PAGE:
I can go on and on with several examples where context matters.  What is important from the above two observations is not to lose sight of the context, situation, or circumstances. Let passion and best practices drive strategies for your company but it should be aptly adapted based on the unique nature of your organization. I personally believe being cognizant of ‘context’ and adapting to it on everything we do is a key to success. A leader is not a true leader if his/her leadership style is exactly the same regardless of the company he/she leads. A decision maker is not rational if he makes the same decision for a problem regardless of the context. What is important is to keep the fundamentals in perspective and follow basic tenets of business ethics. It may sound like I am stressing the obvious, but as mentioned at the beginning, many passionate leaders completely miss the boat on this and get carried away by the practices and strategies deployed by other leaders at other companies that yielded success.  

At Revenue Technology Services, we ensure that our leaders are sentient of this important factor. I welcome your thoughts and feedback on this.

Raja Kasilingam

Wednesday, October 8, 2014

“Oh, what a tangled web we weave”

Is it a viable option to intentionally make mistakes to promote discussion or feedback? Or even more severely, to sell something.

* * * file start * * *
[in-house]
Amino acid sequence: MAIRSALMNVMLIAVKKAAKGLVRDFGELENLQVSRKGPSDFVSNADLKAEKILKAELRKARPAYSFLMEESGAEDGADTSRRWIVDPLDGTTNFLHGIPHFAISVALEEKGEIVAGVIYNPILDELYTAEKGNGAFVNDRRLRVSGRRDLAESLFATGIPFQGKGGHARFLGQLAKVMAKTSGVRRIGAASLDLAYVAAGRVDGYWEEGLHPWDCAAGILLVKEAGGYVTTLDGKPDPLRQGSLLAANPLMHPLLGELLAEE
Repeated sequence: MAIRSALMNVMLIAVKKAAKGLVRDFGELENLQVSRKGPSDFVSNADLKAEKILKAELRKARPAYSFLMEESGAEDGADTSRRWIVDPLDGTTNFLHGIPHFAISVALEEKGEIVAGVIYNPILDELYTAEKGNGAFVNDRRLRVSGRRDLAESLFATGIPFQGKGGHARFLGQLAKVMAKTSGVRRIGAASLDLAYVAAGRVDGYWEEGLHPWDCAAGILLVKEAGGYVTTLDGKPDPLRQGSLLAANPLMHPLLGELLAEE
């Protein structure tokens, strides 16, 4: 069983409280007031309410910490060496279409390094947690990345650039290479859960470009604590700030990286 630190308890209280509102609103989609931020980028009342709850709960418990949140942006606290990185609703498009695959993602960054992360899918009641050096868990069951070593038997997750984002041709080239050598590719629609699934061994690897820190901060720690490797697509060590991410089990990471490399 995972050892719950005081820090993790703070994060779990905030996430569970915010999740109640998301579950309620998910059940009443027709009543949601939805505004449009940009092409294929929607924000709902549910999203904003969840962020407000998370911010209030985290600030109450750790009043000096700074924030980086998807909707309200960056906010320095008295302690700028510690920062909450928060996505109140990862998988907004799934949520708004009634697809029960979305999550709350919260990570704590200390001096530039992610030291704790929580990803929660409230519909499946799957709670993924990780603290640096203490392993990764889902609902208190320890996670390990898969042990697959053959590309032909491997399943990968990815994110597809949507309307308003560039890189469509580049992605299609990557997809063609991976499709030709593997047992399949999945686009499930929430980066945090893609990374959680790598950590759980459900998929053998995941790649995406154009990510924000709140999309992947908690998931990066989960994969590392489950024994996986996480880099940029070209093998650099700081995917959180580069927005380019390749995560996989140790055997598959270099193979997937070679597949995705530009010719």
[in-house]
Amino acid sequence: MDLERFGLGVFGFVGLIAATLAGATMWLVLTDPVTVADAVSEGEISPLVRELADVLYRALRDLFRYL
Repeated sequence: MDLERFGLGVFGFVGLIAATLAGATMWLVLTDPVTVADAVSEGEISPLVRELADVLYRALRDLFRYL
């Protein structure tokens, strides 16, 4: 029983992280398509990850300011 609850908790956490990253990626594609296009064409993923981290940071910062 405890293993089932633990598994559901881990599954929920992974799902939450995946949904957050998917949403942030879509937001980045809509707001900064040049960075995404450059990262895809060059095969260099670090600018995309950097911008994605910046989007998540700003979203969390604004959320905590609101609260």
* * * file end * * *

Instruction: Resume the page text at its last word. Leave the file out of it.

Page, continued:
There are a million lists out there these days, usually prefaced with some form of “that you can’t live without”. Some are pretty interesting, but often they are linked to some form of social media publicity harvesting. It seems one of the easiest ways is to make you respond, for example by publishing a list of “25 guaranteed weight loss tips” but then only publishing a list of 10. You then make a comment to point out the error of their ways, and voila, they have you.

So I got to thinking, where and when is it acceptable to warp the truth? In his last blog ( Raja mentioned that “the key factor that pushes customers over the edge to say ‘YES’ is trust (a combination of integrity, knowledge, and expertise).” As a parent of 3 boys, two of whom are 6 years old, and still enjoy being read to, I find that I purposely change words in their better known stories to elicit a response and see if they are paying attention.

During training courses I will, usually tongue in cheek, throw in a complete misstatement about the topic to test attendees, or at least test if they are awake. Some areas should not have this done, for example if I was doing Health and Safety training, or a pre flight briefing, just in case someone takes it seriously!